ONGC has 1.7 bn tonne oil reserves
ONGC`s 64 domestic fields have a total reserve of 1.06 billion tonnes of oil and oil equivalent natural gas while its 12 properties in countries like Russia and Sudan hold almost 640 million tonnes of reserves.
The company, in preparation for its share sale next month, had engaged Gaffney Cline and Associates (GCA) and DeGolyer & MacNaughton (D&M) to audit its 64 domestic fields and assets in Russia, Sudan, Syria, Brazil, Colombia, Venezuela, Vietnam, Myanmar and Egypt, official sources said.
While GCA prepared audited estimates for ONGC`s giant Mumbai High field, D&M carried audit of 63 other domestic fields and the overseas assets.
The government plans to sell 5 per cent of its shareholding in ONGC in the follow-on public offer (FPO) next month to raise Rs 12,000-13,000 crore.
According to the audit estimates, the 64 fields have proved or 1P reserves of 612.55 billion tonnes of oil and oil-equivalent gas.
Furthermore, 888.04 million tonnes were estimated as probable or 2P reserves which have at least 50 per cent chance of being produced. Another 1.06 billion tonnes of reserves were classified as possible or 3P which have a 10 per cent chance of being recovered.
D&M estimated that the firm`s overseas assets hold 1P reserve of 119.977 million tonnes, 2P reserve of 288.299 million tonnes and 3P reserve of 639.706 million tonnes of oil and oil equivalent gas.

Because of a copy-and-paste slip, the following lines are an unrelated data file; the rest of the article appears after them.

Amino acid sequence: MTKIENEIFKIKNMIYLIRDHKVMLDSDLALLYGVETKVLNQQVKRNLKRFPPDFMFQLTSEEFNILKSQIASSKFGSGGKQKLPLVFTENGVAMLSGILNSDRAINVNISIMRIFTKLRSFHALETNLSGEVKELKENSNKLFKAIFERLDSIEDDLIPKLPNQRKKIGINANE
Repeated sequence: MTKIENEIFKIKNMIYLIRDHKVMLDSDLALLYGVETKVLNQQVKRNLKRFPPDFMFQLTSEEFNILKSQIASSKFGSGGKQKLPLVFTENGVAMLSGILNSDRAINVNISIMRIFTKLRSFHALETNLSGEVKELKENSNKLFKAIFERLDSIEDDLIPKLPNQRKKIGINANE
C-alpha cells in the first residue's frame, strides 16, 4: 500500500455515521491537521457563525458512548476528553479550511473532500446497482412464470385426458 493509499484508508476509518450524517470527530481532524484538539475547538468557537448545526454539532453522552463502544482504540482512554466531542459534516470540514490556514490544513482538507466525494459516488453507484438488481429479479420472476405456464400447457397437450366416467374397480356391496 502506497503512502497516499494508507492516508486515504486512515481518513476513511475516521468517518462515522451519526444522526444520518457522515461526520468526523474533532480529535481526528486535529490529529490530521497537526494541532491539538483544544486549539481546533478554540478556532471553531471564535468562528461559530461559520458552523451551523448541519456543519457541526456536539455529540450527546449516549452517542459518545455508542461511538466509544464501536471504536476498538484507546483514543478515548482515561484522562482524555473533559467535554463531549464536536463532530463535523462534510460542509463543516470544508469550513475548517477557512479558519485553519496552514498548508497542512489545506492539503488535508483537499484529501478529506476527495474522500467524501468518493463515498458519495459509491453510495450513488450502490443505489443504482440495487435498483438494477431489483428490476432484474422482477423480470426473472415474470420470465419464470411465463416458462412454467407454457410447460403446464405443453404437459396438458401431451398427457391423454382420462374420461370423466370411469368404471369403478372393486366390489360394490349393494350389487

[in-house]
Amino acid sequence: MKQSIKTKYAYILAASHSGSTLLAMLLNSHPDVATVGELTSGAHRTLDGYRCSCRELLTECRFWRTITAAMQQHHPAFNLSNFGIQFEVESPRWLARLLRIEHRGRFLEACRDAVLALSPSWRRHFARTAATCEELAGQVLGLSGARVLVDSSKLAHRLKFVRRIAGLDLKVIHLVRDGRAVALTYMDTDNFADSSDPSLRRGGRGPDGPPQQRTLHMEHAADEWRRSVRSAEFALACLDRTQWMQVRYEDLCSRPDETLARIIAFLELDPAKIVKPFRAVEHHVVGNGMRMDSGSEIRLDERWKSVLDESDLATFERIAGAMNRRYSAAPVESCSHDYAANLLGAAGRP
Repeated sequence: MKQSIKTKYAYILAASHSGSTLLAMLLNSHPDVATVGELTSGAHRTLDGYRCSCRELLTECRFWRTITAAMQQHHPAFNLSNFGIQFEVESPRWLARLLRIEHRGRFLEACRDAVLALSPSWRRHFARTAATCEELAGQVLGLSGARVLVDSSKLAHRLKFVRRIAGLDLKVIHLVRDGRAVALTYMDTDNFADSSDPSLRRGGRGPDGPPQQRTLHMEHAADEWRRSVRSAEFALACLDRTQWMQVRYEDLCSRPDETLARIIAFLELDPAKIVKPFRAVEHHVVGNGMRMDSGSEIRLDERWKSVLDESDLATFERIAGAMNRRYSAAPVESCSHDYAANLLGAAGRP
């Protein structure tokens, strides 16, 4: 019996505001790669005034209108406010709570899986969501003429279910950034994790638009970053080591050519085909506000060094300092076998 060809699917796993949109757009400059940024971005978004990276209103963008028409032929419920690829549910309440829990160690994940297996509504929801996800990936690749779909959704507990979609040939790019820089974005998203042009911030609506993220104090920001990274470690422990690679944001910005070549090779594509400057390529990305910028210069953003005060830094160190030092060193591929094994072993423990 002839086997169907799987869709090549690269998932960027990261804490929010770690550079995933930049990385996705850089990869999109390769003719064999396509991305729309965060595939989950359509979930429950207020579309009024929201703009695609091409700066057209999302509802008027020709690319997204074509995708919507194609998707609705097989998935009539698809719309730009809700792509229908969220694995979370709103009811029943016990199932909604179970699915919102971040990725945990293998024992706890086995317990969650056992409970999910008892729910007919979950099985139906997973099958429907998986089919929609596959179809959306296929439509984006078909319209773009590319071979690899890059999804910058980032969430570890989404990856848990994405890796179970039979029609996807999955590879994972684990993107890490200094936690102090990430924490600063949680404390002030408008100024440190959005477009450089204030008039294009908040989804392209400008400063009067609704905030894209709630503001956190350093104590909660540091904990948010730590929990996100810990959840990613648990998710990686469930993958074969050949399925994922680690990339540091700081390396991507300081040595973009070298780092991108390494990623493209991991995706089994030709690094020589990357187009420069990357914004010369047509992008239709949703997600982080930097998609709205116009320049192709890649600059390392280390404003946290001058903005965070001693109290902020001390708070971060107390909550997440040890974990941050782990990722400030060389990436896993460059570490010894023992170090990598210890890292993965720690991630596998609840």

The audited estimates are higher than ONGC`s self assessment that put domestic and overseas reserves at 1.655 billion tonnes (3P reserves). 1P reserves were estimated at 951.77 milion tonnes and 2P reserves were put at 1.4 billion.
Sources said ONGC`s self-assessment put 1P, 2P and 3P reserves in domestic fields at 770.86 million tonnes, 1 billion tonnes and 1.21 billion tonnes respectively.
For overseas assets, the figures were 180.91 million tonnes, 404.16 million tonnes and 445.61 million tonnes oil and oil equivalent gas.
Sources said oil reserves were primarily a measure of geological risk – of the probability of oil existing and being producible under current economic conditions using current technology.
The three categories of reserves generally used are proven (reasonably certain to be producible), probable (50 per cent chance of these being produced) and possible reserves (having 10 per cent certainty of being produced).
The reserve audit will help ONGC get a good response to the planned share sale likely to open on March 15.